Palantir Wins Key Battle With US Army

Palantir, the secretive Silicon Valley technology company that creates tools to mine and analyze large quantities of data, just won an important legal battle against the US Army. The company was protesting the way the Army accepted bids to create an upgraded version of its Distributed Common Ground System, a multi-billion dollar project that helps organize and coordinate efforts across different military branches.

The company felt that it has been unfairly prevented from pitching its bid to the US Army, and that the Army had broken a Federal law that requires military branches to consider bids from commercial companies. After today’s ruling, Palantir now has a chance to bid on creating the next upgrade to the Army’s DCGS.

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Palantir has had success within the U.S military and intelligence complex. For example, it received investment from the CIA’s venture capital arm, In-Q-Tel. Furthermore, the company has contracts with the Air Force, Marines, Navy, FBI, and Department of Homeland Security. But Palantir’s quest to be a primary provider of intelligence software for the US military hinges on being able to build the next version of DCGS. The initial project could be worth hundreds of millions of dollars, but as Bloomberg notes, the winner of this bid is expected to play a key role in further developing more of the DCGS, which could be worth billions of dollars.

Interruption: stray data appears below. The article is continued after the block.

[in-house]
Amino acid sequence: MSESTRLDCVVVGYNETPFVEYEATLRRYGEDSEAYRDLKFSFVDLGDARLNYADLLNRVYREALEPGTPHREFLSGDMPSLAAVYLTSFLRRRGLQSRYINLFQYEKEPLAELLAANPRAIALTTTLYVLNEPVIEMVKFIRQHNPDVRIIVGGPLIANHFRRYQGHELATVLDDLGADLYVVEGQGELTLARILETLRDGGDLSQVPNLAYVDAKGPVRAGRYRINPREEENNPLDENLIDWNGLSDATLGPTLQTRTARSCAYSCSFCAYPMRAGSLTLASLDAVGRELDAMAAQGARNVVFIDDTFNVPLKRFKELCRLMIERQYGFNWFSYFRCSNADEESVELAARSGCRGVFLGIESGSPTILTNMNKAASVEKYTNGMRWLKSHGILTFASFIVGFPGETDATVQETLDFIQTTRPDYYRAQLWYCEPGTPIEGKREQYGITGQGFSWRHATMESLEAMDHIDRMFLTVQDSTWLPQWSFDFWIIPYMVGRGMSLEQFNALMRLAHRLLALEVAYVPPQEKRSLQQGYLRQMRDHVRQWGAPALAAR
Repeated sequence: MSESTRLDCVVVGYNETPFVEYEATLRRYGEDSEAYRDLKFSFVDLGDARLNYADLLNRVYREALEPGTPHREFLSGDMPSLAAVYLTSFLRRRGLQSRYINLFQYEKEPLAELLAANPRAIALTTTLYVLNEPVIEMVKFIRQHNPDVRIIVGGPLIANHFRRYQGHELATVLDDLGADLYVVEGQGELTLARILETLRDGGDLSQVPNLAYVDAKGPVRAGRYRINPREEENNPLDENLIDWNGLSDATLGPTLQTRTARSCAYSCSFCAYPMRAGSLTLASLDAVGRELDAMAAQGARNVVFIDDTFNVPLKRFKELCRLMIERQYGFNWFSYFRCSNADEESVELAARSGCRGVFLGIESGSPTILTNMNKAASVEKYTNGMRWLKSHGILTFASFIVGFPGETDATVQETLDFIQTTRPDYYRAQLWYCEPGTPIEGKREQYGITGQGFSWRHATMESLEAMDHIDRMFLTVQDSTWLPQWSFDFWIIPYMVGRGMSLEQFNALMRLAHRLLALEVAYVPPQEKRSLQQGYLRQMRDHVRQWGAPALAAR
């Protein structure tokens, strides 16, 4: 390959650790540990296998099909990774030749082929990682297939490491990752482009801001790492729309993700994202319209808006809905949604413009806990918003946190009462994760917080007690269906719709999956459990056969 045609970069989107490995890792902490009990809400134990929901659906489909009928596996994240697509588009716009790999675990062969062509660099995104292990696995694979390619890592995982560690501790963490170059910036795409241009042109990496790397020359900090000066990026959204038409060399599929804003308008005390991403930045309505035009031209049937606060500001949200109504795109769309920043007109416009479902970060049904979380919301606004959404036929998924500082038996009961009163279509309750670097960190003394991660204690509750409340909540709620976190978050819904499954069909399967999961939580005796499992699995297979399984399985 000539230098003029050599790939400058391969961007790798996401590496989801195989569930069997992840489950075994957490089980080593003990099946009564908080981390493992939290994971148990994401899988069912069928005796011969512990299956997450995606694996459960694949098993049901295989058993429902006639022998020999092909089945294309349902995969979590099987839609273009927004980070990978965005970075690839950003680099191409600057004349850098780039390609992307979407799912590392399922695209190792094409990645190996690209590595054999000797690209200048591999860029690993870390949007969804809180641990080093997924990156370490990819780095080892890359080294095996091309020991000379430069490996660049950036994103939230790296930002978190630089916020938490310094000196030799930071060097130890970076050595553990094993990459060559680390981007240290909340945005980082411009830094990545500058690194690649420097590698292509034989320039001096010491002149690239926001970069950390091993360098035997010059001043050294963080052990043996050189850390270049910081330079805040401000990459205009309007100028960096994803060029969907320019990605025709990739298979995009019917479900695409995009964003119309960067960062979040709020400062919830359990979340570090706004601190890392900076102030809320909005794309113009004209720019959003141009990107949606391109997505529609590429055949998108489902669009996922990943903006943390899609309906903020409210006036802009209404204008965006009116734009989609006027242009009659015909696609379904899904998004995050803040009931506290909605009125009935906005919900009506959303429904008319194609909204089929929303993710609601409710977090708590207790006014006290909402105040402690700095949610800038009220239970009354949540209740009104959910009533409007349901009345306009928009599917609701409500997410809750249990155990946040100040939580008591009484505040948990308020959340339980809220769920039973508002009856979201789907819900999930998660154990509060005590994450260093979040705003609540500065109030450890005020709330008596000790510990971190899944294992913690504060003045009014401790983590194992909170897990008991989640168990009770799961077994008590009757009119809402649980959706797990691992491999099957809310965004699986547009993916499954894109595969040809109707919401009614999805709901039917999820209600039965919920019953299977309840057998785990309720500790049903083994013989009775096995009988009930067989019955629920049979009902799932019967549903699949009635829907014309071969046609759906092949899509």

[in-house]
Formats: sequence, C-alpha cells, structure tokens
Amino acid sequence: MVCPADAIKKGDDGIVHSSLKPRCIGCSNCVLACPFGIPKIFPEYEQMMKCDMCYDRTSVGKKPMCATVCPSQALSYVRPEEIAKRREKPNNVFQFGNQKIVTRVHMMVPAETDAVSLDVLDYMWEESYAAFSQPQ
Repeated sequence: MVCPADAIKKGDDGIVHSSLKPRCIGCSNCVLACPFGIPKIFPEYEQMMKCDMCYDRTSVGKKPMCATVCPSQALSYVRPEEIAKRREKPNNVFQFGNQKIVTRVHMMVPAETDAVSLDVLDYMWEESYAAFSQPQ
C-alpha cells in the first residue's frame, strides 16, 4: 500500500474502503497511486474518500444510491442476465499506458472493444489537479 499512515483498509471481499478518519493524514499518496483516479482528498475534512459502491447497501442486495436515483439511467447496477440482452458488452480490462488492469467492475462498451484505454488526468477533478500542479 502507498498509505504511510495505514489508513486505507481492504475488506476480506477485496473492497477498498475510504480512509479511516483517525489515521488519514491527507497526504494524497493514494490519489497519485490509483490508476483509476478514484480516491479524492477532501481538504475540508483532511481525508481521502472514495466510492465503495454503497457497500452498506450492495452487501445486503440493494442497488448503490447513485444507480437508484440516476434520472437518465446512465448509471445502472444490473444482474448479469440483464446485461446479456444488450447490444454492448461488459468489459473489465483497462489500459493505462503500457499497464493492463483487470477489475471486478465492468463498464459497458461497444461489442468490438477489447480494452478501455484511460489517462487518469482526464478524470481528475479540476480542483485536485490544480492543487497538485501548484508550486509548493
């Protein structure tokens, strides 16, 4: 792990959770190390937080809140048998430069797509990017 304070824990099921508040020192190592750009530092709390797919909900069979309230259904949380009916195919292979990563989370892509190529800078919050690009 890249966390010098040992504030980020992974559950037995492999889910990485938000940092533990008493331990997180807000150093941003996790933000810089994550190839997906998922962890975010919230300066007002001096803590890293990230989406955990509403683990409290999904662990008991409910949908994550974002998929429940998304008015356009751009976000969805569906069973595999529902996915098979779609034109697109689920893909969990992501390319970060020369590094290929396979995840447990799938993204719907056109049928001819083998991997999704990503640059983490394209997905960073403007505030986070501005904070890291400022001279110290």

“These DCGS program owners seem more intent on protecting their own failed program than on adopting a far superior commercially available technology that has been proven to work,” Palantir wrote in its complaint against the US Army. “The Army’s procurement officials are refusing even to consider buying the product that its troops on the ground are consistently telling Army headquarters they want.” The Army, citing the fact that the winner of the contract had not yet been chosen, tried to have the case thrown out of court.

We still don’t know the details of the judge’s final ruling, as her 100 page decision hasn’t yet been released, pending redaction requests from Palantir and the US government.

[Bloomberg]

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William Turton

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